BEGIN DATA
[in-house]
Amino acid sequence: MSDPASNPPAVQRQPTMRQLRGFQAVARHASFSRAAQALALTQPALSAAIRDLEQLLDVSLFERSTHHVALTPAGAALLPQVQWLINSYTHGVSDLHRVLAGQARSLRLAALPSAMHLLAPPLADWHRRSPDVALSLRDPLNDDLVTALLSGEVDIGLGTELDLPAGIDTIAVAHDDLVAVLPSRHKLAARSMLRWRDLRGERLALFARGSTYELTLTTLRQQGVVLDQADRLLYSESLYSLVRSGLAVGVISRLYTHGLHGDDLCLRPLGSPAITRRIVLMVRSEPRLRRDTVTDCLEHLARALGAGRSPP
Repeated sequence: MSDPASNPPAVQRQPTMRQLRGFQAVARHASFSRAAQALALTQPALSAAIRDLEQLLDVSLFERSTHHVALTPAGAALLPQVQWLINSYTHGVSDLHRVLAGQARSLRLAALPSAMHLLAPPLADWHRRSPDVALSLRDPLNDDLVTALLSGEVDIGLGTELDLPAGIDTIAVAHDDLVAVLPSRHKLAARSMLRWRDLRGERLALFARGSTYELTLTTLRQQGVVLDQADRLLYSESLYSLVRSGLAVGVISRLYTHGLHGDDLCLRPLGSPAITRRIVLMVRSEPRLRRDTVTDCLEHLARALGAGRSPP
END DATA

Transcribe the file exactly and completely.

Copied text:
[in-house]
Amino acid sequence: MSDPASNPPAVQRQPTMRQLRGFQAVARHASFSRAAQALALTQPALSAAIRDLEQLLDVSLFERSTHHVALTPAGAALLPQVQWLINSYTHGVSDLHRVLAGQARSLRLAALPSAMHLLAPPLADWHRRSPDVALSLRDPLNDDLVTALLSGEVDIGLGTELDLPAGIDTIAVAHDDLVAVLPSRHKLAARSMLRWRDLRGERLALFARGSTYELTLTTLRQQGVVLDQADRLLYSESLYSLVRSGLAVGVISRLYTHGLHGDDLCLRPLGSPAITRRIVLMVRSEPRLRRDTVTDCLEHLARALGAGRSPP
Repeated sequence: MSDPASNPPAVQRQPTMRQLRGFQAVARHASFSRAAQALALTQPALSAAIRDLEQLLDVSLFERSTHHVALTPAGAALLPQVQWLINSYTHGVSDLHRVLAGQARSLRLAALPSAMHLLAPPLADWHRRSPDVALSLRDPLNDDLVTALLSGEVDIGLGTELDLPAGIDTIAVAHDDLVAVLPSRHKLAARSMLRWRDLRGERLALFARGSTYELTLTTLRQQGVVLDQADRLLYSESLYSLVRSGLAVGVISRLYTHGLHGDDLCLRPLGSPAITRRIVLMVRSEPRLRRDTVTDCLEHLARALGAGRSPP